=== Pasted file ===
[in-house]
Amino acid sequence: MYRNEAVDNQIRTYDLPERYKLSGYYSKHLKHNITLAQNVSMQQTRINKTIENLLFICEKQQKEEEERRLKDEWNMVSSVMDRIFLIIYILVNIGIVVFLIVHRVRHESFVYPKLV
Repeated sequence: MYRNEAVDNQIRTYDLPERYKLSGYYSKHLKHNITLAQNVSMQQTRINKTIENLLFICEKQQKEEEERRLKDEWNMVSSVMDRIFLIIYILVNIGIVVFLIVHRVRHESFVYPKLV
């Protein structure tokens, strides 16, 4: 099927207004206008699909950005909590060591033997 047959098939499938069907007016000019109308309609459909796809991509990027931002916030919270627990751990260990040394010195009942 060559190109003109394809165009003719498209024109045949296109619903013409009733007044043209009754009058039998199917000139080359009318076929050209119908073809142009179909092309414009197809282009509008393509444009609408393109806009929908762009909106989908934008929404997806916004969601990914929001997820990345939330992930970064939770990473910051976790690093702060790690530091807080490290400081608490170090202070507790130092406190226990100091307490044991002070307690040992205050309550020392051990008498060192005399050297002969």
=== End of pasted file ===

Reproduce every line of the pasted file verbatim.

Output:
[in-house]
Amino acid sequence: MYRNEAVDNQIRTYDLPERYKLSGYYSKHLKHNITLAQNVSMQQTRINKTIENLLFICEKQQKEEEERRLKDEWNMVSSVMDRIFLIIYILVNIGIVVFLIVHRVRHESFVYPKLV
Repeated sequence: MYRNEAVDNQIRTYDLPERYKLSGYYSKHLKHNITLAQNVSMQQTRINKTIENLLFICEKQQKEEEERRLKDEWNMVSSVMDRIFLIIYILVNIGIVVFLIVHRVRHESFVYPKLV
């Protein structure tokens, strides 16, 4: 099927207004206008699909950005909590060591033997 047959098939499938069907007016000019109308309609459909796809991509990027931002916030919270627990751990260990040394010195009942 060559190109003109394809165009003719498209024109045949296109619903013409009733007044043209009754009058039998199917000139080359009318076929050209119908073809142009179909092309414009197809282009509008393509444009609408393109806009929908762009909106989908934008929404997806916004969601990914929001997820990345939330992930970064939770990473910051976790690093702060790690530091807080490290400081608490170090202070507790130092406190226990100091307490044991002070307690040992205050309550020392051990008498060192005399050297002969």